The Australian National Audit Office (ANAO) has delivered scathing criticism of Defence’s sustainment programme for some of the country’s most important naval assets.
The office’s report found sustainment of the Royal Australian Navy’s fleet of eight ANZAC class frigates was not meeting most of its key performance indicators.
The ANZACs service life has been extended 10 years while Australia wait for their replacement, the Hunter class frigates, but sustainment has not kept pace with the change.
The report concludes: “Defence has been aware since at least 2012 that sustainment arrangements have not kept pace with higher than expected operational usage.
“Further, Defence cannot demonstrate the efficiency or outcomes of its sustainment arrangements, as the necessary performance information has not been captured.”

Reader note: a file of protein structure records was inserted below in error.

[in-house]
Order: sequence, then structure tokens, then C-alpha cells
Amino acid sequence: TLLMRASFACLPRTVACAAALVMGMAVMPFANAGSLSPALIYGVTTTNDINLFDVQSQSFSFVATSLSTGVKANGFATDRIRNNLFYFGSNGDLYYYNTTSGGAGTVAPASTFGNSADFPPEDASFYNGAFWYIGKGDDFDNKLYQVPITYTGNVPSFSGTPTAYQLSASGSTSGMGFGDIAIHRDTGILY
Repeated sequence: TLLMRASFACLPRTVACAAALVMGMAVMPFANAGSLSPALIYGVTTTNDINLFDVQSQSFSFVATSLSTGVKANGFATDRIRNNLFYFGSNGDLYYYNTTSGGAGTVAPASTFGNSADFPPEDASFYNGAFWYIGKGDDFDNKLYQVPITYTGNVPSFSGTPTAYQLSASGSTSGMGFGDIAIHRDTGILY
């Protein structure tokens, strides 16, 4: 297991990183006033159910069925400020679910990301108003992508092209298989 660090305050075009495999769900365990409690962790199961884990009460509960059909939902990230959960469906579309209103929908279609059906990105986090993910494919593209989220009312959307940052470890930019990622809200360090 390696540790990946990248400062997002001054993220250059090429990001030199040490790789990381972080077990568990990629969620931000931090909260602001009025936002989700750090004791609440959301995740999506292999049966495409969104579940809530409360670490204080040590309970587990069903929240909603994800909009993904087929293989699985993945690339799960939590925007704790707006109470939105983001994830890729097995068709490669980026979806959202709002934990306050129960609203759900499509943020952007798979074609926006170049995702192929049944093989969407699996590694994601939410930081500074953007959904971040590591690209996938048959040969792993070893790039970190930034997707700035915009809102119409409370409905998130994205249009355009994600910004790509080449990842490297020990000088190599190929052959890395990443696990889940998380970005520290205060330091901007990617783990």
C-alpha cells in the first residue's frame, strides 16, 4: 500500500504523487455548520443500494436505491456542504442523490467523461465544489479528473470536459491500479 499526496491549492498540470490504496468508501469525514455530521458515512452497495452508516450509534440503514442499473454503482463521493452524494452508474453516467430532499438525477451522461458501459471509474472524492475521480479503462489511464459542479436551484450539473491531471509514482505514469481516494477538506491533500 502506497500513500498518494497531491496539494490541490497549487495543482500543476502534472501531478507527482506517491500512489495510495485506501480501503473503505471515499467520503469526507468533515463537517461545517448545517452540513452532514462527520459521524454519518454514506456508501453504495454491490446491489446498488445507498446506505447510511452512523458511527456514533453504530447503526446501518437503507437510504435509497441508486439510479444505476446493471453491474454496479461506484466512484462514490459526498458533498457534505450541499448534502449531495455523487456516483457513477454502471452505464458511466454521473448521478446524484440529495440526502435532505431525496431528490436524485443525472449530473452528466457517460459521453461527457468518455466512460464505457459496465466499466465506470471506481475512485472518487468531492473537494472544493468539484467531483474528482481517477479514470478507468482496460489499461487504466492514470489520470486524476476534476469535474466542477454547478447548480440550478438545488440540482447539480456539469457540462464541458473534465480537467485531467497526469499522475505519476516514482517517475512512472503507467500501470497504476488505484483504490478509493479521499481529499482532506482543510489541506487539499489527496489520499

ANAO found that the sustainment budget did not align with the class’s extended life.
The approved budget to sustain the ANZAC class from 2018–19 to 2026–27 is $3.4 billion.
The ANAO also said the RAN needed to address potential risks relating to the frigates material condition to maintain seaworthiness for their extended life.
“Defence’s advice to the government to extend the ANZAC class’ life-of-type to 2043 was not based on a transition plan or informed by an analysis of the frigates’ physical capacity to deliver the required capability until then.
“…The ANZAC class has experienced degradation of the ships’ hulls and sub-systems.
The office was also critical of the sustainment contract, which was entered into with existing industry partners without a competitive process.
In a written reply Defence welcomed the audit report but agreed to only two of its five recommendations, both with qualifications.
“Defence would like to highlight the reliable performance and operational effectiveness of the ANZAC Class Frigates, and their ability to consistently achieve whole of government requirements during the previous two decades.”
Picture: HMAS ANZAC
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